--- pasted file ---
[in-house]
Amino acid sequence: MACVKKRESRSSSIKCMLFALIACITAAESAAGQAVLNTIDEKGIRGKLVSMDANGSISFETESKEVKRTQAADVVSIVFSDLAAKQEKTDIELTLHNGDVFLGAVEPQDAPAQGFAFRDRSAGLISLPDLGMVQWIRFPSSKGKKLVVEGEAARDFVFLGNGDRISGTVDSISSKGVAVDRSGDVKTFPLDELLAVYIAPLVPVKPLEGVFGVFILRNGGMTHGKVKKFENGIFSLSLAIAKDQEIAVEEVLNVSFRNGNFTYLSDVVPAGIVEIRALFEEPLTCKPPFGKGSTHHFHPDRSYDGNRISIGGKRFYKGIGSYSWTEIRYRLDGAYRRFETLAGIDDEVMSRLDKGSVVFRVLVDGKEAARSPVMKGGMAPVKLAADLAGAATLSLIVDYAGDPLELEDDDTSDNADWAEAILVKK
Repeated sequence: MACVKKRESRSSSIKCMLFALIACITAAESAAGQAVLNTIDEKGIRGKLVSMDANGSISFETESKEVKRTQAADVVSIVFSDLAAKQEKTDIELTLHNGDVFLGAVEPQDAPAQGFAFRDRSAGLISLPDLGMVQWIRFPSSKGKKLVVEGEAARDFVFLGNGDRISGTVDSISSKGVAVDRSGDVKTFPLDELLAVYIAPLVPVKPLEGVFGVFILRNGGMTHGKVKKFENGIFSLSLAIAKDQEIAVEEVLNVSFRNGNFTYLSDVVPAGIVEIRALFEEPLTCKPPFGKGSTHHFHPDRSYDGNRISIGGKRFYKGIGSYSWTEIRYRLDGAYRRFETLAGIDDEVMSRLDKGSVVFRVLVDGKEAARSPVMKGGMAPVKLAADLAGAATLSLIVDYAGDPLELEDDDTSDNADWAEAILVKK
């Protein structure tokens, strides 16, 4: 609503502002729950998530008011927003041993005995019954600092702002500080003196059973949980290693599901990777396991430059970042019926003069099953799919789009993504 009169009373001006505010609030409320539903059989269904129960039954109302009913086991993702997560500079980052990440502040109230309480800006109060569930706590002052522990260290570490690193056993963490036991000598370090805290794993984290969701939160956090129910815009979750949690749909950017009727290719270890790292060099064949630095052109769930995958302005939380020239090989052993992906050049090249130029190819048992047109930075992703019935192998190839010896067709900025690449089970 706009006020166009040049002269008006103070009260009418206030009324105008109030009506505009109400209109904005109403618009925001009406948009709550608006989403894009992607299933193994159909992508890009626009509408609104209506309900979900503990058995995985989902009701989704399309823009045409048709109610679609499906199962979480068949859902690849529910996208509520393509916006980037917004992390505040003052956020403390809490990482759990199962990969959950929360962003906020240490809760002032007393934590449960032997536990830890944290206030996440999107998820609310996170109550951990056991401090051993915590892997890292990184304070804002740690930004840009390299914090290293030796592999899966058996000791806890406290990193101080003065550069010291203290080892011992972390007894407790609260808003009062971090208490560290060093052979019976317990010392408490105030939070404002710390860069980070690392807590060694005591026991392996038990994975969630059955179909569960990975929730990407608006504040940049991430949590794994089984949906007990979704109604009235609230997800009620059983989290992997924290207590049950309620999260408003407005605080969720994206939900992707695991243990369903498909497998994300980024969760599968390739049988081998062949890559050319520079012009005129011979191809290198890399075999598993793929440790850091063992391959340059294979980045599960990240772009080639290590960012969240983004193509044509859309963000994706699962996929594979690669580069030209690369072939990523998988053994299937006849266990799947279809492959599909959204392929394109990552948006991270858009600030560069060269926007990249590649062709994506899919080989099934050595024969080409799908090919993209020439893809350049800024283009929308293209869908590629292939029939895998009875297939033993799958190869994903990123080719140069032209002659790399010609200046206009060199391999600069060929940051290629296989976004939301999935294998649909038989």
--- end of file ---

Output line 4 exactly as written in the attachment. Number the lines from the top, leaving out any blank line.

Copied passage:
């Protein structure tokens, strides 16, 4: 609503502002729950998530008011927003041993005995019954600092702002500080003196059973949980290693599901990777396991430059970042019926003069099953799919789009993504 009169009373001006505010609030409320539903059989269904129960039954109302009913086991993702997560500079980052990440502040109230309480800006109060569930706590002052522990260290570490690193056993963490036991000598370090805290794993984290969701939160956090129910815009979750949690749909950017009727290719270890790292060099064949630095052109769930995958302005939380020239090989052993992906050049090249130029190819048992047109930075992703019935192998190839010896067709900025690449089970 706009006020166009040049002269008006103070009260009418206030009324105008109030009506505009109400209109904005109403618009925001009406948009709550608006989403894009992607299933193994159909992508890009626009509408609104209506309900979900503990058995995985989902009701989704399309823009045409048709109610679609499906199962979480068949859902690849529910996208509520393509916006980037917004992390505040003052956020403390809490990482759990199962990969959950929360962003906020240490809760002032007393934590449960032997536990830890944290206030996440999107998820609310996170109550951990056991401090051993915590892997890292990184304070804002740690930004840009390299914090290293030796592999899966058996000791806890406290990193101080003065550069010291203290080892011992972390007894407790609260808003009062971090208490560290060093052979019976317990010392408490105030939070404002710390860069980070690392807590060694005591026991392996038990994975969630059955179909569960990975929730990407608006504040940049991430949590794994089984949906007990979704109604009235609230997800009620059983989290992997924290207590049950309620999260408003407005605080969720994206939900992707695991243990369903498909497998994300980024969760599968390739049988081998062949890559050319520079012009005129011979191809290198890399075999598993793929440790850091063992391959340059294979980045599960990240772009080639290590960012969240983004193509044509859309963000994706699962996929594979690669580069030209690369072939990523998988053994299937006849266990799947279809492959599909959204392929394109990552948006991270858009600030560069060269926007990249590649062709994506899919080989099934050595024969080409799908090919993209020439893809350049800024283009929308293209869908590629292939029939895998009875297939033993799958190869994903990123080719140069032209002659790399010609200046206009060199391999600069060929940051290629296989976004939301999935294998649909038989």